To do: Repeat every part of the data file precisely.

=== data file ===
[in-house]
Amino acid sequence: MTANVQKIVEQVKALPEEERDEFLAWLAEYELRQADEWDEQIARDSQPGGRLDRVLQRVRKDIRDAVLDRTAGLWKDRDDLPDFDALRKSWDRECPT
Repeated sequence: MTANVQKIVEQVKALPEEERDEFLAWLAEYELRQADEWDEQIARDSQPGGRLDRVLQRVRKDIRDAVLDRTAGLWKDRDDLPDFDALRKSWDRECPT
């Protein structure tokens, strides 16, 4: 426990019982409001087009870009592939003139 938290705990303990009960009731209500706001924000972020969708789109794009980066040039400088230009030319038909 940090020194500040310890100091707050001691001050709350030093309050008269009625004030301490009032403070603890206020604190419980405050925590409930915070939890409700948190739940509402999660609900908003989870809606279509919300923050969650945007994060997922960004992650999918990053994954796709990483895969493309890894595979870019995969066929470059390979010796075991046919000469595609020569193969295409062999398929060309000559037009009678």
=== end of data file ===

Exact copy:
[in-house]
Amino acid sequence: MTANVQKIVEQVKALPEEERDEFLAWLAEYELRQADEWDEQIARDSQPGGRLDRVLQRVRKDIRDAVLDRTAGLWKDRDDLPDFDALRKSWDRECPT
Repeated sequence: MTANVQKIVEQVKALPEEERDEFLAWLAEYELRQADEWDEQIARDSQPGGRLDRVLQRVRKDIRDAVLDRTAGLWKDRDDLPDFDALRKSWDRECPT
């Protein structure tokens, strides 16, 4: 426990019982409001087009870009592939003139 938290705990303990009960009731209500706001924000972020969708789109794009980066040039400088230009030319038909 940090020194500040310890100091707050001691001050709350030093309050008269009625004030301490009032403070603890206020604190419980405050925590409930915070939890409700948190739940509402999660609900908003989870809606279509919300923050969650945007994060997922960004992650999918990053994954796709990483895969493309890894595979870019995969066929470059390979010796075991046919000469595609020569193969295409062999398929060309000559037009009678």